Different people deal with different types of pressure different ways. This might sound bizarre, but the sturm and drang might be necessary for her to produce, and might even be necessary for her to get the pressure to the right level for her to perform optimally.

    I perform well under very intense pressure. My wife not so much. My wife performs awesome with long timelines and well defined future deadlines. I’m horrible under those conditions.

    So, probably the most important thing here is to protect the rest of the team from being stressed out by her stress.

    Oh, and a car is one of the worst places to be in a tornado. Don’t do what I did.

    1. Kou*

      I perform spectacularly under pressure! While screaming my head off. But also taking care of it.

      I’m everyone’s angry mother.

      1. Jamie*

        I love this response so much. Not sure why – just do.

        I would love to work with you.

    2. HAnon*

      I am the same way…I was in an incident in a plane one time that almost turned fatal. The other passengers = screaming hysterically. Me = calm and creating an action plan.

      However, me sitting in gridlock traffic? Running late for work? Awful. I do not handle low-pressure annoyances very well at all.

  9. S3*

    I’m the question asker here & I wanted to thank the bloggers for their answers as well as everyone’s comments here.

    You’ve all given me a lot to think about.

  10. class factotum*

    My husband and I almost missed a plane last week because of his usual lateness. I always leave slack in my schedule; he never does. He is an optimist.

    He was so stressed out he almost had a heart attack. My reaction to a problem like this is to start thinking of alternative solutions: Can we abandon the carry on? Can we catch a later flight?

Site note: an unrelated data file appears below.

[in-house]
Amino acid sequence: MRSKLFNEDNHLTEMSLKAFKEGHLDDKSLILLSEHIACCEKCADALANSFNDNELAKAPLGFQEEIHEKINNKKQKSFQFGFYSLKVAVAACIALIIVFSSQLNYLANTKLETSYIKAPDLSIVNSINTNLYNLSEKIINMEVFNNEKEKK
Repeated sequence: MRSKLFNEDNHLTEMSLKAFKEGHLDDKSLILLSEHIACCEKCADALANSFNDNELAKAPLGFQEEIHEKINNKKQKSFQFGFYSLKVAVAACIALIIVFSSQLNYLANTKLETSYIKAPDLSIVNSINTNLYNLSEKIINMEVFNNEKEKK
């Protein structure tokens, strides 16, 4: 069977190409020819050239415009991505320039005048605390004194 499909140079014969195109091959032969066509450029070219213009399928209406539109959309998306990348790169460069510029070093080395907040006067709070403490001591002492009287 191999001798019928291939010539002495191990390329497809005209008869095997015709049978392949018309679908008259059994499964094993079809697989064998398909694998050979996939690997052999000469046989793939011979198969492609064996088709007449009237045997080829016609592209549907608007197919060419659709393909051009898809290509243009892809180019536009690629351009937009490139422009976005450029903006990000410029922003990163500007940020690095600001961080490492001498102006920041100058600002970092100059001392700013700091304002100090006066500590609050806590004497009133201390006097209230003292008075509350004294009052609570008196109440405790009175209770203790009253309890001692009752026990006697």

His reaction is to analyze why the problem happened in the first place, which I suppose is fine once everything is settled, but not particularly useful WHILE YOU ARE TRYING TO GET TO THE AIRPORT.

    PS And the reason it happened was not the accident on the highway but the fact that he left the house 30 minutes later than he had planned.

    1. anon o*

      Oh my boss and I are totally like that! As soon as I bring up a problem he’s finger-pointing and finding blame and yelling and screaming and I’m trying to fix the damn problem. The crazy thing is he isn’t even trying to fix things systemically – he just yells and screams and rants and raves. It’s awesome. Then later when I try to debrief he still keeps running over what actually happened and repeating, “This is unacceptable. This can’t happen again.”instead of solutions. Drives me nuts. AND he’s chronically late and I’m chronically early.

      1. Cassie*

        One of my bosses is like that. We were trying to use one of those triangle telecon phones and he kept freaking out, saying “IT WON’T WORK” and “WHY DOESN’T IT WORK?” and “FORGET IT!” I am usually able to figure stuff out but it’s not easy when he’s hovering and rambling like that.

        I just remembered why he was particularly worked up for that call – he didn’t want the caller on the other end to realize that a 3rd party was listening in!

  11. Leslie Yep*

    Speaking as a often-recognized high performer, and echoing something Jamie said above, I struggle with major-league impostor syndrome and am constantly convinced that this is going to be the project where everyone finally realizes that I’ve just been getting by on luck and I have no real skills to speak of. Big picture, you might think about how you praise this colleague and whether you’re praising effort or innate skill (just like with little kiddos – this is a huge and common issue among academically gifted kids just the same!)

    More immediately, since it sounds like she herself recognizes that this is a problem, could you just talk with her about what might help going forward? Is there maybe a discreet hand signal you could have to signal her to take a quick break and calm down? Is there a way you could plan better together to ensure she knows exactly where each piece of the puzzle is? Would it be possible for her to have a private workspace during these busier times?

  12. Bryce*

    Another reason managers shy away from giving developmental feedback to high performers is that they’re worried that giving this feedback might demotivate them, possibly enough to hurt their morale such that their performance suffers or they even quit…your thoughts?

    1. Jamie*

      I’ve known my share of high performers and then some and I’m not saying that some don’t vacillate back and forth between imposter syndrome and arrogance so fast it will make your neck snap back …but I’ve never met one who truly believed they were perfect and there was no room for improvement.